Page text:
Organizing campaigns in portfolios
Marketing professionals now have the ability to link different campaigns within an account and organize them into custom Portfolios. The feature is available for Sponsored Brands and Sponsored Products. When structuring the Portfolios, you have a free hand. For example, they can be sorted by brand, product category or line, and seasonality.
Portfolios offer two major benefits:
- You can now work with cross-campaign budget limits
- Performance data is accumulated and output at the Portfolio level
That gives you a quick overview of the overall performance of the linked campaigns. Segmentation can be used, for example, to identify trends relating to product groups or brands and draw comparisons.
Define your budgets at the portfolio level
If necessary, you can set a budget cap for each portfolio that will not be exceeded. This minimizes the manual overhead of monitoring and controlling budgets.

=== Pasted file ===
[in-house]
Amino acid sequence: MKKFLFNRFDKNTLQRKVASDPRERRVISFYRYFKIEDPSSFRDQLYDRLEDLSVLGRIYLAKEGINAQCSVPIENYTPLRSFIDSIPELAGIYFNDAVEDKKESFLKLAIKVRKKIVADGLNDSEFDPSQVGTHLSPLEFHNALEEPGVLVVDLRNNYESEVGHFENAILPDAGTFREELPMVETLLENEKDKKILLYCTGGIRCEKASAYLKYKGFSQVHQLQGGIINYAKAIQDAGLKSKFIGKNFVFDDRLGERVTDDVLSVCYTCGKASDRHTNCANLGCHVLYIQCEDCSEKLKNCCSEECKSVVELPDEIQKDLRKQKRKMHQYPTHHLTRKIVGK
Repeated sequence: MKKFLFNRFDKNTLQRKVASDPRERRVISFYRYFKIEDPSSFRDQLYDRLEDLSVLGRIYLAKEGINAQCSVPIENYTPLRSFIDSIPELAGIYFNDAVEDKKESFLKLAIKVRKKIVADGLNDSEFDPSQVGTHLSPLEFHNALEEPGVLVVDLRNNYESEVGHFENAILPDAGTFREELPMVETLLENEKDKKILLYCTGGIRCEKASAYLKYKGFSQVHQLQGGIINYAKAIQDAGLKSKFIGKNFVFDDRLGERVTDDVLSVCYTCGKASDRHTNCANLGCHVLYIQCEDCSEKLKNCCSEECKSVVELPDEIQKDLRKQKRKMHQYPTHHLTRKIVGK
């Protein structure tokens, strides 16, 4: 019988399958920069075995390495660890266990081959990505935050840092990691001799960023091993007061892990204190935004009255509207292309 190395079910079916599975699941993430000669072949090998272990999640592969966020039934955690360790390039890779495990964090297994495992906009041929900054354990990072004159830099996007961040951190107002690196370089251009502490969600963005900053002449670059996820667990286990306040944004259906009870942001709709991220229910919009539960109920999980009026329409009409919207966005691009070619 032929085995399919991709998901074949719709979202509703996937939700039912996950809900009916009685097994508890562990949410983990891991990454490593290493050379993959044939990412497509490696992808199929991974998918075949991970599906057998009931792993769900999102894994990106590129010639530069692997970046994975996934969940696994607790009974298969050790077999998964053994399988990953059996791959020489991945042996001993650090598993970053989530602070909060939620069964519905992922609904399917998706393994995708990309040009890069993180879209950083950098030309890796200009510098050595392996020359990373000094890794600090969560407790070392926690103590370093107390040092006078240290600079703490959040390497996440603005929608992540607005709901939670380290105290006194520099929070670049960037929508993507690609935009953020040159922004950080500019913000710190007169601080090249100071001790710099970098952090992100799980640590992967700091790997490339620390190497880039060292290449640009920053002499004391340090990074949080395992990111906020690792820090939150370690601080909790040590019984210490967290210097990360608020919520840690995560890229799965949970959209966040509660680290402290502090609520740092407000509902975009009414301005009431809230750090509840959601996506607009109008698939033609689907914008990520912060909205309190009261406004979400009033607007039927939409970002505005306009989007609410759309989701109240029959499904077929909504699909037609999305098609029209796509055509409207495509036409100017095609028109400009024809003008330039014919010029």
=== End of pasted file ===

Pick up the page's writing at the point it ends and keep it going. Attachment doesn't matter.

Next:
You can set budgets for a custom runtime, or without an end date. If the budget is used up, all assigned campaigns automatically pause. You will also receive a notification automatically.
Of course, the budgets for individual campaigns continue to apply. However, if a campaign still has budget when the portfolio budget is used up, the respective ads will no longer be played. Here’s an example: You set up a portfolio with a budget of 100 Euro per day and assign three Sponsored Ads campaigns with a daily limit of 50 Euro each, i.e. a total of 150 euros per day. In this case, the campaigns can not fully utilize their respective budgets and may be suspended before their campaign budget is exhausted.